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Arthur Hughes

Paintings: Gui Ignon with Arthur Hughes
November 17, 2012 – January 13, 2013
Logan Gallery

The Opening Reception was held
Saturday, November 17, 2012

Arthur Hughes - Puffin
Arthur Hughes
Pen and ink, acrylic on paper | 11" x 13.5"
400.  SOLD

Arthur Hughes - Artist Statement

Born in Vancouver, Canada, in 1943, I grew up in Ojai, California, from 1947 to 1960. Ojai attracted artists and dealers, including the ceramicist Beatrice Wood, art dealer James Vigeveno, painters Gui Ignon, Gerd and Irene Koch, Liam O'Gallagher and his companion Bob Reem, and sculptor Alice DeCreeft. These were the ones I met through my mother, and with Gerd Koch and Gui Ignon, who I had classes with. In childhood my parents were also friends with the Boston realist, later Abstract Expressionist, William H. (Bill) Littlefield (1902 - 69). As a four year-old, Bill's sizable Falmouth, Massachusetts, studio was awe-inspiring; this to me was what it meant to be an artist. He was painting my oldest sister's portrait.

In 1997 I took on a multi-year project of documenting the life and work of William H. Littlefield. This has resulted in a detailed Littlefield chronology, exhibition history, and collectors' list that also documents his relationship with Lincoln Kirstein, Monroe Wheeler, Eric Schroeder, and other participants in the homoerotic artistic underground, as well as his later years as Abstract Expressionist and secretary of The Club, the social and intellectual organization of Abstract Expressionists of the 10th Street scene.

This effort led to the Littlefield retrospective at the Cape Cod Museum of Art, Dennis, MA (May - August, 2006), with companion shows at the Provincetown Art Association Museum (July - September 2006), and the Woods Hole Historical Museum. I participated on panels devoted to Littlefield with photographer Fred W. McDarrah and curator James Bakker. From this exploration, I felt as if I had studied under Littlefield, after the fact.

In high school at the Colorado Rocky Mountain School (1960 - 62) my art teacher Malcolm Brown, like Littlefield, had been a student of Hans Hofmann in the 1940s. In his classes, it was Hofmann technique that was taught. In the summer after graduating, I took up landscape painting, at Malcolm Brown's Taos home. From then on it was landscape that was most interesting to me.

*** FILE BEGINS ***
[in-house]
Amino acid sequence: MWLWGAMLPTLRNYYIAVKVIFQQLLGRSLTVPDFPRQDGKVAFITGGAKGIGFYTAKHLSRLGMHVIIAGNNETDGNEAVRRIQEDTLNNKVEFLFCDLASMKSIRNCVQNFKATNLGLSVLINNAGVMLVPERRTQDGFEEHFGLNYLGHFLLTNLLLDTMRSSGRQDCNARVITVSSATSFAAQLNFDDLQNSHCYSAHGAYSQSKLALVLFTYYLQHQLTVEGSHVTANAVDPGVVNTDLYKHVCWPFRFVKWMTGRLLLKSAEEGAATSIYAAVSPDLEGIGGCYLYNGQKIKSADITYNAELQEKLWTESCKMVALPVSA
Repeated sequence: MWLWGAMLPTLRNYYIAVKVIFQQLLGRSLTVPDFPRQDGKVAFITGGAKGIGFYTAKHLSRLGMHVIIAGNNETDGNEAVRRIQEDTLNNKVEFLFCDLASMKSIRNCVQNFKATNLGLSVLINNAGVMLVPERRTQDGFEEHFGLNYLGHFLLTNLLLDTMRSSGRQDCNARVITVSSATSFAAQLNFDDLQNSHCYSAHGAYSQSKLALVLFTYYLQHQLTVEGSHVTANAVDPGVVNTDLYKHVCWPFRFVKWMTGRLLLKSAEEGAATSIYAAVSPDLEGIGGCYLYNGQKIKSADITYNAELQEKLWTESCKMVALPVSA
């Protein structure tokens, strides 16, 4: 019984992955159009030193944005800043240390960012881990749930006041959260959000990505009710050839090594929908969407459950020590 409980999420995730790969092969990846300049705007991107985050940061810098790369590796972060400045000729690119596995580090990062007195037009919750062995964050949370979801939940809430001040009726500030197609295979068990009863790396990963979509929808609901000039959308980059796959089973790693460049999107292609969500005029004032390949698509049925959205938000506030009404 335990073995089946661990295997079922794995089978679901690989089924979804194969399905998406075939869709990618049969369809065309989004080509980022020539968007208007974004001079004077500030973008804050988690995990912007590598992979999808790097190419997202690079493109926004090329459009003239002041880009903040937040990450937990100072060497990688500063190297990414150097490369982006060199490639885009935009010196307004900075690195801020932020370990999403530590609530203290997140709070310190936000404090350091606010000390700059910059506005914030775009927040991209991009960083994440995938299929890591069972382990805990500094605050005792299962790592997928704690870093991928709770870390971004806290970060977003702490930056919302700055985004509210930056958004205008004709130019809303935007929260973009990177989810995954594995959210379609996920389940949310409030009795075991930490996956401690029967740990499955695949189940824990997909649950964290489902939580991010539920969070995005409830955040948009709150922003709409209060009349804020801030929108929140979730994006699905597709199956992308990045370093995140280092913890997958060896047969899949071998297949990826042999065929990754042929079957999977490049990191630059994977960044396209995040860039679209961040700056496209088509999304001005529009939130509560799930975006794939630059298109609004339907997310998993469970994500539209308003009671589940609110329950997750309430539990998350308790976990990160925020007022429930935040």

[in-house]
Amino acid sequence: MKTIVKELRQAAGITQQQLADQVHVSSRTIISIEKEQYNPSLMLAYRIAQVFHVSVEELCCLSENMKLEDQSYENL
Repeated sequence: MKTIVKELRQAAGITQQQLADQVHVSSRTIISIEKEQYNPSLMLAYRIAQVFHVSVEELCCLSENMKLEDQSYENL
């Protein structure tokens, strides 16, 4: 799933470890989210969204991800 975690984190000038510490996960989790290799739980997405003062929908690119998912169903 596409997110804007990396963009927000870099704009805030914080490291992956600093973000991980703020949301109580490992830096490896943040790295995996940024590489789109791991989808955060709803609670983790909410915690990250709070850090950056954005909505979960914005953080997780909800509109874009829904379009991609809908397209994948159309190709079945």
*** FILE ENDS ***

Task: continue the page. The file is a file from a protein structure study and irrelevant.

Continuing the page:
At Bard College (1962 - 67) my teachers were the sculptor Harvey Fite; painters Anton Refregier, John CuRoi, and Louis Schanker; and art historian Hanna Dinehardt. This lead to a B.A. in art. Later at Hunter College in New York City in its masters in art program my instructors were the minimalist sculptor Tony Smith; Abstract Expressionist Ray Parker; and art historians/curators Eugene Goosens and Nicolai Cikovsky, Jr. But it was always the landscape and plein air experience itself, whether in California, the Southwest, or Cape Cod, that was and is the inspiration to work.

After finishing my Hunter master's thesis, which was based on interviews with artists who had been in the John Reed Clubs in the late 1920s and early '30s, there seemed to be no place for painters doing what I was doing. At the time, the linear progression of art movement was in fashion. Pop Art, Op Art, and hard edge dominated the scene. The rising movement against the Vietnam War and social unrest among artists seemed much more compelling, and I dove into radical politics. At first it was with the Art Workers Coalition and an associated organization, Museum: A Project of Living Artists. "Museum," an artists' organization, had a loft gallery on Broadway and Waverly Place and was the site of alternative shows, art auctions benefiting the antiwar movement organized by Ivan Karp, and meetings of the Art Workers Coalition and women and Black artists' groups.

In several of these groups I collaborated with, and learned from, James Gahagan, the abstract painter, Hofmann right-hand man, and teacher who was a friend until his death in 1999.

With the demise of Museum, I was involved in the antiwar movement for a time, and eventually found myself working as a marine pipefitter in the Brooklyn Navy Yard during the 1980s. This was followed by various copy editing jobs with Pathfinder Press, Konecky & Konecky, ARTnews, Red Book, and finally the American Society of Civil Engineers.

In the mid-1990s photography became an obsession, especially large-format landscapes. This was followed by a renewed interest in landscape painting, my current focus.  


View the Gui Ignon Exhibition Page


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